Subjects: Science and Technology, Representations of Women
An independent documentary film about Charity Woodrum, a young woman from rural Oregon whose dream of becoming an astrophysicist is nearly derailed when she suffers a devastating tragedy.
Charity was a nontraditional university student, raised in poverty, the first in her family to graduate from high school. In her mid-20s, she was married and nine months pregnant when she decided to return to school to study physics. Life felt perfect. Then, what she calls "The Worst Day." Her world was destroyed.
With help from friends old and new, she finds her way back to the distant galaxies where she feels most at peace.
Charity has come a long way from her childhood in Canyonville, Oregon, where she found peace many nights looking up at the night sky. Her dream from early on was to work for NASA one day, but it felt like a crazy goal for a kid from rural Oregon who had never met a scientist.
Through devastating tragedy, she has kept her eyes on the sky. She is a Ph.D. candidate and NSF Graduate Research Fellow at Steward Observatory, University of Arizona. She is working with Professor Marcia Rieke and Dr. Christina Williams as part of NASA's James Webb Space Telescope Near-IR Camera (NIRCam) science team. Her research uses the Universe as a time machine to tell the story of how galaxies evolve over cosmic time.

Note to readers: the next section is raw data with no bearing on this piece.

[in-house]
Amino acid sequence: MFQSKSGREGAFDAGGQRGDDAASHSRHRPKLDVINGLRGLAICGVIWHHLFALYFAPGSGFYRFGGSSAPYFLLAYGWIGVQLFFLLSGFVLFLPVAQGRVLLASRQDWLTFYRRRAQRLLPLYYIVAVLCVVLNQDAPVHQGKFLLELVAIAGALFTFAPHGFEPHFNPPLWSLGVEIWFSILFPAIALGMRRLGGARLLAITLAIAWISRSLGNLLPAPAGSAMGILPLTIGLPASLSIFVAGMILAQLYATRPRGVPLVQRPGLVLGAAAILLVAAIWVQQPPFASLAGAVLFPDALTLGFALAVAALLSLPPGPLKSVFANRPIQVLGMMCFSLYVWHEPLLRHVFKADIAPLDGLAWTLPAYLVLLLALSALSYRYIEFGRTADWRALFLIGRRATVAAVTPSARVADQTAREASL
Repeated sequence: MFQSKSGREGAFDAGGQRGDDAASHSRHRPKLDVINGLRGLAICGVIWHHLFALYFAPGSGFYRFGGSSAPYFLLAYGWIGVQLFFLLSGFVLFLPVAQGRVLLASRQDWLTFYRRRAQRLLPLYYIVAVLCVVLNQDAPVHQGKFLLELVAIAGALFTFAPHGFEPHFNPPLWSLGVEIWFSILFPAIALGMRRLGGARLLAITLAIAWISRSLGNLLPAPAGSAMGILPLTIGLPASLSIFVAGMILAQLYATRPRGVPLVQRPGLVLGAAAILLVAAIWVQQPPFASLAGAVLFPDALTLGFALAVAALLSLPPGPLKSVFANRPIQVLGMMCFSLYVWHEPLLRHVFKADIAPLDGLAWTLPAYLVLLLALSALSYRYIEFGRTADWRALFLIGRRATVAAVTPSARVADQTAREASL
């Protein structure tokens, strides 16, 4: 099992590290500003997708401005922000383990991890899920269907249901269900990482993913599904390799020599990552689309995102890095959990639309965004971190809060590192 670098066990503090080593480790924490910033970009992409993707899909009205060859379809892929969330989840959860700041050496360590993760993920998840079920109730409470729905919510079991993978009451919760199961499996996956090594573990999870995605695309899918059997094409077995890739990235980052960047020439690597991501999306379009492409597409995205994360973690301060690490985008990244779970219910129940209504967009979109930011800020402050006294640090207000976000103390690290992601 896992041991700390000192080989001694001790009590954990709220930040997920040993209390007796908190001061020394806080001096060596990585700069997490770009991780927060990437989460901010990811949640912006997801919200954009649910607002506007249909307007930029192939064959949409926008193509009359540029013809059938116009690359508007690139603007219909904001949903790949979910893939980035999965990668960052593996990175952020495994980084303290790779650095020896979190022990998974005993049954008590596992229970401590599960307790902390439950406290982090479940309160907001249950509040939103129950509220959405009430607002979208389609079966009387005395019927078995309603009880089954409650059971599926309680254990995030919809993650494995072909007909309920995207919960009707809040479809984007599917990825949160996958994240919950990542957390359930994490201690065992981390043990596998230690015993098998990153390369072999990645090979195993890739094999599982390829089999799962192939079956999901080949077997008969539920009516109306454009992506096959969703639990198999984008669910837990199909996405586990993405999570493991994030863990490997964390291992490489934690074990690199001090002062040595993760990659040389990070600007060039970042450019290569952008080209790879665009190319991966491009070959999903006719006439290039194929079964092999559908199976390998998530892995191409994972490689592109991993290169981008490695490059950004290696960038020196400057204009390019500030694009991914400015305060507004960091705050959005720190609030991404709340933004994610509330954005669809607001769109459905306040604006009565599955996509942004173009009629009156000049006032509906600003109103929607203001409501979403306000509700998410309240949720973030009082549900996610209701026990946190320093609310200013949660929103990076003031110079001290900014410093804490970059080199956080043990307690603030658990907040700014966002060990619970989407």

Official Selection at 2023 Phoenix Film Festival, 2023 Toronto International Women Film Festival, 2023 Arizona International Film Festival
About the filmmaker
Sandy is an award-winning broadcast journalist (3 national EMMY awards, a Columbia-DuPont Award, an Edward R. Murrow Award, Overseas Press Club Award, several Gabriel Awards and numerous nominations) with more than 20 years of experience working for NBC News as a senior producer and a producer, mostly for Dateline NBC.
She has covered breaking news, investigative stories, legal stories, entertainment, medical stories and spent years producing long-form programs for the network before venturing out on her own.
Some of the stories Sandy has told include 9/11, the massacre at Columbine, Hurricane Katrina, the OJ Simpson trial, Australia's Stolen Generation, Nazis hiding in plain sight in Canada, a family enduring heart transplants in three of their children.
While she has had the pleasure of telling stories of famous people, what she loves most is the stories of ordinary people overcoming extraordinary challenges. Charity Woodrum is one of them. Sandy's work has aired on NBC, MSNBC, OPB, and on digital platforms such as Amazon Prime and iTunes.
She has built a reputation for earning the trust of the people whose stories she tells, and taking the storytelling to a deeper level.